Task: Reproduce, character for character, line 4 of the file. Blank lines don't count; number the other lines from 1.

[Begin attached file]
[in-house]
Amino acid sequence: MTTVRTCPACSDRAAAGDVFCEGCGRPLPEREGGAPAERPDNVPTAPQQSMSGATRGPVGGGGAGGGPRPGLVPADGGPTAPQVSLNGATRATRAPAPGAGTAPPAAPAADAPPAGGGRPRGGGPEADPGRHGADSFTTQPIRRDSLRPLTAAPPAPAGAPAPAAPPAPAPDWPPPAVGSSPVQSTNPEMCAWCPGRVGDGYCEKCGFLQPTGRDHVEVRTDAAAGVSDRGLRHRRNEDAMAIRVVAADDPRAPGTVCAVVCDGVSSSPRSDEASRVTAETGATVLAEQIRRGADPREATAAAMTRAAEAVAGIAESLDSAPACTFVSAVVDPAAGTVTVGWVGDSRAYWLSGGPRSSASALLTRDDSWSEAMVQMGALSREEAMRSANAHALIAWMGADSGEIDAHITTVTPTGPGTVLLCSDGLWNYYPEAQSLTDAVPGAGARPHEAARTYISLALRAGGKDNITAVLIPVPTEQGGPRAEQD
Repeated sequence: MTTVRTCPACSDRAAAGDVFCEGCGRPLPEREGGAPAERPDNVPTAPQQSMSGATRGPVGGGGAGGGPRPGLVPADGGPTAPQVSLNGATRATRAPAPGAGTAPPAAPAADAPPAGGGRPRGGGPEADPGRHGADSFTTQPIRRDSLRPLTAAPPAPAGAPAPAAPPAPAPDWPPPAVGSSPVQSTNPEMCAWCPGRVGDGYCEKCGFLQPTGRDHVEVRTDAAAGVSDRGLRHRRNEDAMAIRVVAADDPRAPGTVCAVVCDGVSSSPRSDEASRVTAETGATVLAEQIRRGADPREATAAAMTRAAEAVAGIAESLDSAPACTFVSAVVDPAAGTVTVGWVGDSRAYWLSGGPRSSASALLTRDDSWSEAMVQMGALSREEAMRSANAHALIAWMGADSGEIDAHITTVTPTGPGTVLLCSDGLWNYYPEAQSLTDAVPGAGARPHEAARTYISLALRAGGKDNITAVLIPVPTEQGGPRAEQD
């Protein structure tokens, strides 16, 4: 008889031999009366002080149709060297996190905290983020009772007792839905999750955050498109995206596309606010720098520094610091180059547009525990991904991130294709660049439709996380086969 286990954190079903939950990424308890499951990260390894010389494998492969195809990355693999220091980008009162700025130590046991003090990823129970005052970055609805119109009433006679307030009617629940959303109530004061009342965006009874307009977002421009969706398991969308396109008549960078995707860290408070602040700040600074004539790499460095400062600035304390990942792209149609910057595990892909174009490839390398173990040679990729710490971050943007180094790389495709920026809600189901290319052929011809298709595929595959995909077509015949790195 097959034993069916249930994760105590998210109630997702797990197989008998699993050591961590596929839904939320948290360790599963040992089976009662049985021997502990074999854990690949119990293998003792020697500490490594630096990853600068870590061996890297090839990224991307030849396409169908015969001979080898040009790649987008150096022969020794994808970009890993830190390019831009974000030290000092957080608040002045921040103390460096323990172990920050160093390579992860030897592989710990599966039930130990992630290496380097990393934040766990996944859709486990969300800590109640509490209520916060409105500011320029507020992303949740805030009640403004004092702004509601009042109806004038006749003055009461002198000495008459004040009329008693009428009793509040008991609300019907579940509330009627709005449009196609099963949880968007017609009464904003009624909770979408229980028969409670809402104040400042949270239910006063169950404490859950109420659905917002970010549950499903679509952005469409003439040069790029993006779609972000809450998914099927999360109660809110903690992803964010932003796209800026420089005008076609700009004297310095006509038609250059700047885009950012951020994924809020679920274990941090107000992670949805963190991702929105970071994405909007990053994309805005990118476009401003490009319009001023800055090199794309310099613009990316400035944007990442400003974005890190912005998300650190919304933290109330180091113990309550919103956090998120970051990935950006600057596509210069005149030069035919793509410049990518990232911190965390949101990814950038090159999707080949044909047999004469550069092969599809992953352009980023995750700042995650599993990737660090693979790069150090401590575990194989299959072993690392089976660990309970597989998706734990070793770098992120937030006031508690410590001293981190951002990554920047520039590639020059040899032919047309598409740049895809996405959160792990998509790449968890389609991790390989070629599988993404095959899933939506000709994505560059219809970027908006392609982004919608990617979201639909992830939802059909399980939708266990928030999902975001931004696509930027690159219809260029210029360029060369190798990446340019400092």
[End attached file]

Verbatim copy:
């Protein structure tokens, strides 16, 4: 008889031999009366002080149709060297996190905290983020009772007792839905999750955050498109995206596309606010720098520094610091180059547009525990991904991130294709660049439709996380086969 286990954190079903939950990424308890499951990260390894010389494998492969195809990355693999220091980008009162700025130590046991003090990823129970005052970055609805119109009433006679307030009617629940959303109530004061009342965006009874307009977002421009969706398991969308396109008549960078995707860290408070602040700040600074004539790499460095400062600035304390990942792209149609910057595990892909174009490839390398173990040679990729710490971050943007180094790389495709920026809600189901290319052929011809298709595929595959995909077509015949790195 097959034993069916249930994760105590998210109630997702797990197989008998699993050591961590596929839904939320948290360790599963040992089976009662049985021997502990074999854990690949119990293998003792020697500490490594630096990853600068870590061996890297090839990224991307030849396409169908015969001979080898040009790649987008150096022969020794994808970009890993830190390019831009974000030290000092957080608040002045921040103390460096323990172990920050160093390579992860030897592989710990599966039930130990992630290496380097990393934040766990996944859709486990969300800590109640509490209520916060409105500011320029507020992303949740805030009640403004004092702004509601009042109806004038006749003055009461002198000495008459004040009329008693009428009793509040008991609300019907579940509330009627709005449009196609099963949880968007017609009464904003009624909770979408229980028969409670809402104040400042949270239910006063169950404490859950109420659905917002970010549950499903679509952005469409003439040069790029993006779609972000809450998914099927999360109660809110903690992803964010932003796209800026420089005008076609700009004297310095006509038609250059700047885009950012951020994924809020679920274990941090107000992670949805963190991702929105970071994405909007990053994309805005990118476009401003490009319009001023800055090199794309310099613009990316400035944007990442400003974005890190912005998300650190919304933290109330180091113990309550919103956090998120970051990935950006600057596509210069005149030069035919793509410049990518990232911190965390949101990814950038090159999707080949044909047999004469550069092969599809992953352009980023995750700042995650599993990737660090693979790069150090401590575990194989299959072993690392089976660990309970597989998706734990070793770098992120937030006031508690410590001293981190951002990554920047520039590639020059040899032919047309598409740049895809996405959160792990998509790449968890389609991790390989070629599988993404095959899933939506000709994505560059219809970027908006392609982004919608990617979201639909992830939802059909399980939708266990928030999902975001931004696509930027690159219809260029210029360029060369190798990446340019400092």